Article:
Will Abenomics Expand Employment?–Interpreting Abenomics Through DSGE Modeling
Using data from the first quarter of 1990 until the second quarter of 2013, we performed Bayesian estimation of DSGE model, which was developed from 10 endogenous variables. When we introduced productivity shock, monetary easing shock and preference shock to the estimated DSGE model, we obtained results that were mostly consistent with economic theory. We then analyzed these results to observe what kind of effect the shock of the inflation target, a primal policy of Abenomics, has on the major economic variables, such as employment and the like. To do this, we defined the inflation target’s shock as a shock that leads to the inflation rate deviating in the minus direction from the steady state of expected inflation rate, and calculated the impulse response function. As a result of this analysis, we found that inflation target shock leads to expanded production volume, and higher wage rates and inflation rates. Employment, our subject of focus, also improved. Excluding some parts, these results were also consistent with the trend of the real economy that followed after the start of Abenomics. We also learned that the inflation target’s effect was far more sustainable than monetary easing’s effect.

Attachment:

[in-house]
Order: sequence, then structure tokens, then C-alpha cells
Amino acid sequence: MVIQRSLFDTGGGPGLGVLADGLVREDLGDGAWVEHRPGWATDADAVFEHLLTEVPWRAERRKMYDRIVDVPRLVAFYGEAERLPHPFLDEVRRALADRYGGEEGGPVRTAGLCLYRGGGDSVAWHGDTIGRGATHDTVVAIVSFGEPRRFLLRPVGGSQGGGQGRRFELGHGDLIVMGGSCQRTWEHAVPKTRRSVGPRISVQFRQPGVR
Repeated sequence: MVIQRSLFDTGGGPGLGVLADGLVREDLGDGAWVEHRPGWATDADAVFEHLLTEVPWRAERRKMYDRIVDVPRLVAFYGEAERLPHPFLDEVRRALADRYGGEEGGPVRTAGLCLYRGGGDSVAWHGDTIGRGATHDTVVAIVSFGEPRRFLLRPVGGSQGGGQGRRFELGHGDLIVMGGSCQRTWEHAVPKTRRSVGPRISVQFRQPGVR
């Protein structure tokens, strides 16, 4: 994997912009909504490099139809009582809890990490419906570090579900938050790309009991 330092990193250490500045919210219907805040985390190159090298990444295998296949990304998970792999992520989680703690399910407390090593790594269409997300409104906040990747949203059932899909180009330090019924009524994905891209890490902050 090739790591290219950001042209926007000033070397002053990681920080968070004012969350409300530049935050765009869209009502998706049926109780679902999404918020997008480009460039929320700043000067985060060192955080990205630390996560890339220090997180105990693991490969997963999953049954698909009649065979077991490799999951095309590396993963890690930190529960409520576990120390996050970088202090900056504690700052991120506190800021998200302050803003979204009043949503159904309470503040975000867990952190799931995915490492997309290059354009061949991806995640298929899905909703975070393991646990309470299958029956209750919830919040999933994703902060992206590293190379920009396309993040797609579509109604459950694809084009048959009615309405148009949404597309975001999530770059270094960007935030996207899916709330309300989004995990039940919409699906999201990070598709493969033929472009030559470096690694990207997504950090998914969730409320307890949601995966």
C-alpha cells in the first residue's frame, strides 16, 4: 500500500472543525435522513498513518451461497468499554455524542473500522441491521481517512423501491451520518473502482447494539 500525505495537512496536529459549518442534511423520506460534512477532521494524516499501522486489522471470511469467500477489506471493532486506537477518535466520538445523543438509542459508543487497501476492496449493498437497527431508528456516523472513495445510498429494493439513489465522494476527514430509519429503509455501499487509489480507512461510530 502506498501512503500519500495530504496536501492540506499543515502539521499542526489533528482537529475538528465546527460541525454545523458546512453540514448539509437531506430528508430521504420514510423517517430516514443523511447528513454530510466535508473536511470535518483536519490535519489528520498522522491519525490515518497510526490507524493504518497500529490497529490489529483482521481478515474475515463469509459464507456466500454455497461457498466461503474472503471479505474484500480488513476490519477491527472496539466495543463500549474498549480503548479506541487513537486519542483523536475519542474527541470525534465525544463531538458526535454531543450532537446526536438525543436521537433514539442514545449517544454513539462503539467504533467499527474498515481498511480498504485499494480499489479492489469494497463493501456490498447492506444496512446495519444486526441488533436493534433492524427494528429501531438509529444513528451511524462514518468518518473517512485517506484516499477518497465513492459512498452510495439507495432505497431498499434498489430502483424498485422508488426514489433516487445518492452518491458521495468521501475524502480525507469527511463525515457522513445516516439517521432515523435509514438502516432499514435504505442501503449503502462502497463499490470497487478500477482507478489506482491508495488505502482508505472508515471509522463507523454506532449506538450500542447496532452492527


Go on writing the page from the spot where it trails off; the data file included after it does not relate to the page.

We would like to thank seminar participants for helpful comments. Research for this paper was supported financially by JSPS KAKENHI Grant Numbers 26380367. Nevertheless, any remaining errors are the authors’ responsibility.
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